We’re one week closer to training camp, Bills Mafia! We were well represented at last Wednesday’s Kenny Chesney concert. Bills gear ran second to cowboy hats and cowboy boots as the outfit of choice. Plenty of random “hey-ay-ay-ay” chants and “Go Bills” greetings were heard.
This week I rank the Bills All-Time linebackers. None have been elected to the Pro football Hall of Fame, but many can be classified as first ballot enshrinees to the “Hall of Very Good.” And some of the finest LB seasons in Buffalo came from short timers: Isaiah Robertson, Chris Spielman, Bryce Paup, Takeo Spikes, and Kiko Alonso come to mind. Maybe more than comparing eras, comparing linebackers in different defenses is difficult. The Bills have been successful (and unsuccessful) with the 4-3, the 3-4, and the 4-2-5. Soon, how to handle hybrids like Taron Johnson will factor in.
Honorable mention: John Tracey, Lucius Sanford, London Fletcher, Preston Brown, Paul Posluzny.
10. Tremaine Edmunds 2018-
I expect some disagreement, but I think his body of work already has reached this level. Whether Edmunds fulfills his potential in Buffalo or moves on remains to be seen, but I am betting on a great season, a second contract, and a spot near or at the top of this list when all is said and done. Tremaine is one of only two Bills first round picks on this list (the Colts drafted Cornelius Bennett #2 overall).
9. Lorenzo Alexander 2016-2019
For me it was a close call between Lorax and London Fletcher. Maybe there is a little recency bias, but I place a high value on the leadership that players like Alexander, Kyle Williams, and Eric Wood provided. Much of the Bills current success is built on the foundation they helped build.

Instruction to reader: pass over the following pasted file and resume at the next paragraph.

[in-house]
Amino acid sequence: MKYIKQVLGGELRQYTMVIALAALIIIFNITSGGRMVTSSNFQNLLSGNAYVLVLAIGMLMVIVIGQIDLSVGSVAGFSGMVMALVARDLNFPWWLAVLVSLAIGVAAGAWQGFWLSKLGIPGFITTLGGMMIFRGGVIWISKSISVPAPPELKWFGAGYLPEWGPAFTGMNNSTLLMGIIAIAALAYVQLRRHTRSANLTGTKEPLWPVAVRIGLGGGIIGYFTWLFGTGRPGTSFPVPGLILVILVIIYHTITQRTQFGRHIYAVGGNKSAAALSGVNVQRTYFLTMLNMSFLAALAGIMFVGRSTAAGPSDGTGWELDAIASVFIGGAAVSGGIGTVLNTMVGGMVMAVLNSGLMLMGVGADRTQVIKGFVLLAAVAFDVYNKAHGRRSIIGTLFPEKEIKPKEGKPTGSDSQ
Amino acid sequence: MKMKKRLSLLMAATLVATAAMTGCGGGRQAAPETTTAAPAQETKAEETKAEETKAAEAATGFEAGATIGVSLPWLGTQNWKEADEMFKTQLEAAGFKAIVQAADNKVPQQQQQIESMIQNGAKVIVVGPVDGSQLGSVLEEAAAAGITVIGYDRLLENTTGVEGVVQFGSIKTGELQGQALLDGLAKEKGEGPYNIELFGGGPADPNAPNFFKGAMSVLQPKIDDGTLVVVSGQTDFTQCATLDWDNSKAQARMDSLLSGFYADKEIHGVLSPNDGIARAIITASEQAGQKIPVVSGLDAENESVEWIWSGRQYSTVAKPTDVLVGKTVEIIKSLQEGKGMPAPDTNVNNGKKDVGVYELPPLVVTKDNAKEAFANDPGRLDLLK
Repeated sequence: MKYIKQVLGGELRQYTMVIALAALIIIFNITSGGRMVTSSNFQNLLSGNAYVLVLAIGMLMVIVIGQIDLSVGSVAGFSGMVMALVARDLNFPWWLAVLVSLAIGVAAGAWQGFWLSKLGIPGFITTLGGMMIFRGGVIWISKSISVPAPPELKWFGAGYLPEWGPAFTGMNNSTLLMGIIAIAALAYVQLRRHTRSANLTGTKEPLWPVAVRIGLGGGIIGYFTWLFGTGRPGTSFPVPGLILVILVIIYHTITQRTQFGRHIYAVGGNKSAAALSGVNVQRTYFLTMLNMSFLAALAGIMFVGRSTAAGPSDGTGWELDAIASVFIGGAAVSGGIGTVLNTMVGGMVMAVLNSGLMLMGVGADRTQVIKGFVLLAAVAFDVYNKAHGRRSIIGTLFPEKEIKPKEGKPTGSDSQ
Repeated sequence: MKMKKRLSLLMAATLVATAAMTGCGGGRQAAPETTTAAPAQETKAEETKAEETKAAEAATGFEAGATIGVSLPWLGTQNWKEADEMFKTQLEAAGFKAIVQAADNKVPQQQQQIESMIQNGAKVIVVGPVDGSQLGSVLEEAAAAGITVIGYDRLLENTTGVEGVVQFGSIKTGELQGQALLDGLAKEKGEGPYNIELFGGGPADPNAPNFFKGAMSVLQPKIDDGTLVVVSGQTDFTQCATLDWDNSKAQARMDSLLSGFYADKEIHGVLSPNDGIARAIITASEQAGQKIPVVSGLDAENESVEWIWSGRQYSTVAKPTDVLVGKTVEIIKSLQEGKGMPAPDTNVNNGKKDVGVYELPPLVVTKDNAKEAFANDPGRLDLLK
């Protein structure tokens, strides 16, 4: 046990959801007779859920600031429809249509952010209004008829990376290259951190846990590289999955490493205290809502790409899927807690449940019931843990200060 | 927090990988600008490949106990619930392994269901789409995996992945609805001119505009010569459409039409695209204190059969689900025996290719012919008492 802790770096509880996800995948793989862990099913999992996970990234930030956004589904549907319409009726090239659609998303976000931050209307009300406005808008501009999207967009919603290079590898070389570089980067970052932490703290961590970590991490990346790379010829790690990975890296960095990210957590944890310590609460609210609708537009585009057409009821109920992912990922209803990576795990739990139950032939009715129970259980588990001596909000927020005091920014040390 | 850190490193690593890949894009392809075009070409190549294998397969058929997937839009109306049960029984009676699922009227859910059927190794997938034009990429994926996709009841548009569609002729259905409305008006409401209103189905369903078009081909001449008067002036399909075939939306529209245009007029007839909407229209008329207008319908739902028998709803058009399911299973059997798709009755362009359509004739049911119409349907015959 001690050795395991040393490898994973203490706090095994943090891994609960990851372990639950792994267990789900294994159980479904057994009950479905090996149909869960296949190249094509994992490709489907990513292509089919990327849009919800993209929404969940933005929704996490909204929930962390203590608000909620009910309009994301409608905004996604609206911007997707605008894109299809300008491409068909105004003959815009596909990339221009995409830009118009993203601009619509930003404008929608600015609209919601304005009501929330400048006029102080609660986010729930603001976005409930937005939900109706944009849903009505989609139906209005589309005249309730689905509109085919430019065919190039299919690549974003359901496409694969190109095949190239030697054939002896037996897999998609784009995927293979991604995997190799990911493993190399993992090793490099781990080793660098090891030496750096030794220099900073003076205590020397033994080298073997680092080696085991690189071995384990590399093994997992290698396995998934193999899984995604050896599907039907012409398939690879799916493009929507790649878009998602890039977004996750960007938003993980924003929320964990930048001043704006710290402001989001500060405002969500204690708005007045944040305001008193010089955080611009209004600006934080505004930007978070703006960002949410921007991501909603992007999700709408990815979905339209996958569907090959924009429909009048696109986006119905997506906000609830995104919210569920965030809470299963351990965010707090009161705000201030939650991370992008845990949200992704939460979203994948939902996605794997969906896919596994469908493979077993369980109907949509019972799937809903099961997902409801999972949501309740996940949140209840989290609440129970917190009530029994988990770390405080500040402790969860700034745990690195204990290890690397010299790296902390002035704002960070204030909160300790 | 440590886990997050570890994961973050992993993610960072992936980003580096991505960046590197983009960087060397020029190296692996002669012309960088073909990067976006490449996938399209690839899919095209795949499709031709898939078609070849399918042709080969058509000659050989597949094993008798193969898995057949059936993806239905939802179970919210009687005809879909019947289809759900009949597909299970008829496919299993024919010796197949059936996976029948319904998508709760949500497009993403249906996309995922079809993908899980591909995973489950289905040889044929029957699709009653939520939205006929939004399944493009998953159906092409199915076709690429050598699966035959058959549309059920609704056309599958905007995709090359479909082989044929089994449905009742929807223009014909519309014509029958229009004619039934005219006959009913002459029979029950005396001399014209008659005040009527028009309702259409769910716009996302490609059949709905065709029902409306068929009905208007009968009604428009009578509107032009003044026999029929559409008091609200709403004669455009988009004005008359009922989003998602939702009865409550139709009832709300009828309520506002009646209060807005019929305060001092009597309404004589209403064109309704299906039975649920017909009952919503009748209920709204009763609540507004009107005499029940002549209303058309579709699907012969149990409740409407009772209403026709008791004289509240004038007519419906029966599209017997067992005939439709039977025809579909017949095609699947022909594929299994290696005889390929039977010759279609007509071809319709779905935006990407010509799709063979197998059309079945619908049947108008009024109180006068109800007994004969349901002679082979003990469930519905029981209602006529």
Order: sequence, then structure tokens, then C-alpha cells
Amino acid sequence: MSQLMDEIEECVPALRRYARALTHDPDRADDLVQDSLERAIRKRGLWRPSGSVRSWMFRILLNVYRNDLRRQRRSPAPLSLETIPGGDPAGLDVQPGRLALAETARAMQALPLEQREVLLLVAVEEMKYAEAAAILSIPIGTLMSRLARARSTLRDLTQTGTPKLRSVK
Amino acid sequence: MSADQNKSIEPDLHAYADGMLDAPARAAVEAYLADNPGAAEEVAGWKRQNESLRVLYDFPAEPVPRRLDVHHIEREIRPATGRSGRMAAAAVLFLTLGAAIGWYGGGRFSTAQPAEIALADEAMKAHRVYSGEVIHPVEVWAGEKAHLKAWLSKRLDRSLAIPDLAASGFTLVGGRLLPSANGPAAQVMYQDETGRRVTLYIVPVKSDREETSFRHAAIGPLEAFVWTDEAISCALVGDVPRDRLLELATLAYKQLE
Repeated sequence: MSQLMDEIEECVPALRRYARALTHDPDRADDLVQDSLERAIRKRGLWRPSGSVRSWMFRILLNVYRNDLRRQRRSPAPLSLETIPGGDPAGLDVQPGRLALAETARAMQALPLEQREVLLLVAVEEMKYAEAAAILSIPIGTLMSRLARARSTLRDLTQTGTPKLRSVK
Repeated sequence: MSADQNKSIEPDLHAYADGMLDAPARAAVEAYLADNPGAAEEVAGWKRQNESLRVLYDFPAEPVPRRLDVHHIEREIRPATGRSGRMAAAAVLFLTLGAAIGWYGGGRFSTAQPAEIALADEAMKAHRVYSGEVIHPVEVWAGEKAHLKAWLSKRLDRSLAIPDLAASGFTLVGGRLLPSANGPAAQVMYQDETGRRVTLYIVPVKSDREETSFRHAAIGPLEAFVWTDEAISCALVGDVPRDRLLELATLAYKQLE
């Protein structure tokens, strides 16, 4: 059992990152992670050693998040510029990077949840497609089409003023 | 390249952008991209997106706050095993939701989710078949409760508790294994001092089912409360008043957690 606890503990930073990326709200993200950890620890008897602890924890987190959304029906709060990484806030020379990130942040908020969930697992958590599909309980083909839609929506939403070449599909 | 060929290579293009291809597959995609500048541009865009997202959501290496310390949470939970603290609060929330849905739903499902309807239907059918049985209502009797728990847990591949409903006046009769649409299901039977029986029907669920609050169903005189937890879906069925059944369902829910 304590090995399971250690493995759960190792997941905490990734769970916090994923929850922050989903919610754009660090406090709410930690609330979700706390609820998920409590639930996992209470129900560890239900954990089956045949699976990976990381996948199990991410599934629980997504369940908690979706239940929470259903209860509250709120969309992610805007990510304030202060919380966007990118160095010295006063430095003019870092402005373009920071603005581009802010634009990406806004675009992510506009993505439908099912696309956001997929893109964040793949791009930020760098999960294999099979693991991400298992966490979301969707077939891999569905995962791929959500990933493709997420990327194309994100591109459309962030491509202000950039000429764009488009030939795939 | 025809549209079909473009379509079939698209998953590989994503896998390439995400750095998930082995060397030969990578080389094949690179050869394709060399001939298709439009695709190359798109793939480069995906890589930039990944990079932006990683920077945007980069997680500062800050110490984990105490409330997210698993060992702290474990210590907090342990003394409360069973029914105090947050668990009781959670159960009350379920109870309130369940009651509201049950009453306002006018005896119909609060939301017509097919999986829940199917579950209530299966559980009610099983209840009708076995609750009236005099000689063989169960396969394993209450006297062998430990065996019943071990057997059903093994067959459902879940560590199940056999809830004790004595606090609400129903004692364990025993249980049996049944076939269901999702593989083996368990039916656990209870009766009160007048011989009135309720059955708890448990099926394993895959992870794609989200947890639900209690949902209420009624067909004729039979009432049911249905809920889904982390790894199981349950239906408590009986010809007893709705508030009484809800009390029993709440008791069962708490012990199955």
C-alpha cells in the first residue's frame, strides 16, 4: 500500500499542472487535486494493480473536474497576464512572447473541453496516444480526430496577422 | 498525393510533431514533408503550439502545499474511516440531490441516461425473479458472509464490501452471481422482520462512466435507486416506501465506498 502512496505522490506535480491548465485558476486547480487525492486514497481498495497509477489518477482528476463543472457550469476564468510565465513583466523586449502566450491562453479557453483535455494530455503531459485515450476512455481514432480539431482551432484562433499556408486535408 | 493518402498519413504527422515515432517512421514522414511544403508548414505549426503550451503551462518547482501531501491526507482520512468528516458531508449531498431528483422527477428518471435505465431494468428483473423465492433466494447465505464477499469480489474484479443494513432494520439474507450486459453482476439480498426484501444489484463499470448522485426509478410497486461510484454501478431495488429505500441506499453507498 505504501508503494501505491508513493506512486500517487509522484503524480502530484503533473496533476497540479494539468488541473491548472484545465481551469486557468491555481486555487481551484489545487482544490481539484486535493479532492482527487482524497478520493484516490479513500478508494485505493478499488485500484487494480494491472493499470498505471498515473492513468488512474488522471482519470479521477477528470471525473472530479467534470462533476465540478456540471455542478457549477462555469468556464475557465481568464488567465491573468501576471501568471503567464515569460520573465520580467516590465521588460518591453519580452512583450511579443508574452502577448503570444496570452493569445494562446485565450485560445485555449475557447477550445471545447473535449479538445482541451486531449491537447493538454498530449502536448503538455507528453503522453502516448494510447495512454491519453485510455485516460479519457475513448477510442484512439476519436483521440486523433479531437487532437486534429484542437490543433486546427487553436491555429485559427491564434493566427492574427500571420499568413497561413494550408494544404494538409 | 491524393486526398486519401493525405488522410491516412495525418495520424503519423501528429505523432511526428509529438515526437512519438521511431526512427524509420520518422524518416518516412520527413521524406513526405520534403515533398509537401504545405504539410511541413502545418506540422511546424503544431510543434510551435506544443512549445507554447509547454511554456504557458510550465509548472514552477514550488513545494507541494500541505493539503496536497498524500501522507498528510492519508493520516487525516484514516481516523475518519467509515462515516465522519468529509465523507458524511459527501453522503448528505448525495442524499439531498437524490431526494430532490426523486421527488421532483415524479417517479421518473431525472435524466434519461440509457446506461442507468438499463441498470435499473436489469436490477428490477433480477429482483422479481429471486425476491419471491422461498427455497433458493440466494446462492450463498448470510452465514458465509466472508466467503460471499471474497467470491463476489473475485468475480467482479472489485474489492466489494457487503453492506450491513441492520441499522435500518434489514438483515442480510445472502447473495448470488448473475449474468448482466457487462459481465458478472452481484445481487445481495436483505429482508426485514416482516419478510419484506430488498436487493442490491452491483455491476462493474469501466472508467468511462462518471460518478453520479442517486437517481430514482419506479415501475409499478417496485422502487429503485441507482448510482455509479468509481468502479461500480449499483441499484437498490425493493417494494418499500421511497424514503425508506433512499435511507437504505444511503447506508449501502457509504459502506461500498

8. Shane Nelson 1977-1982
The less renowned third member of “The Bermuda Triangle” with Fred Smerlas and Jim Haslett, but in his prime he was their equal. Nelson came to Buffalo in 1977 as a UDFA from Baylor, and started every game before a devastating ACL injury ended his career opening week of 1982. Haslett and Nelson were the inside LBs in Chuck Knox’s 3-4 defense, and the stellar play at nose tackle by Fred Smerlas freed them up to wreak havoc on opponent’s rushing efforts. The Bills were one play away from hosting the 1980 AFC Championship game, and that defense was very much “Championship Caliber”.
7. Harry Jacobs Bills 1963-1969 NFL 1960-1972
The Middle Linebacker of the Bills historically good run defenses in 1964 and 1965, Lou Saban brought Jacobs with him from the Boston Patriots. Between 1963 and 1967 Jacobs, Mike Stratton, and John Tracey played an incredible 62 consecutive games as a unit, another record by that defense that is unlikely to be broken.
6. Matt Milano 2017-
What a 5th round pick! Better still, that 5th rounder was a compensatory pick from New England! Josh’s extension last summer overshadowed everything else, but Milano’s second contract was crucial to our Super Bowl aspirations. Milano worked his way into the starting lineup in his rookie season, and has performed at a high level ever since. Right player, right system, right time. He should end his career higher on the list, but his ceiling doesn’t seem to allow a top three spot.
5. Jim Haslett 1979-1985
If you are curious how the 1980 and 1981 AFC East Division Champion Bills quickly became the dregs of the league: Chuck Knox leaving and injuries to Haslett and Nelson were the biggest reasons. After the Bills blew the #1 overall pick in the 1979 on LB Tom Cousineau, they recovered nicely with the selection of Haslett in round two. Who knew there was an Indiana University of Pennsylvania? Cousineau went to the CFL; Haslett became an immediate starter at MLB, the NFL Defensive Rookie of the year, and a 1st team All Pro the following year. If I had to describe his play in one word: ferocious.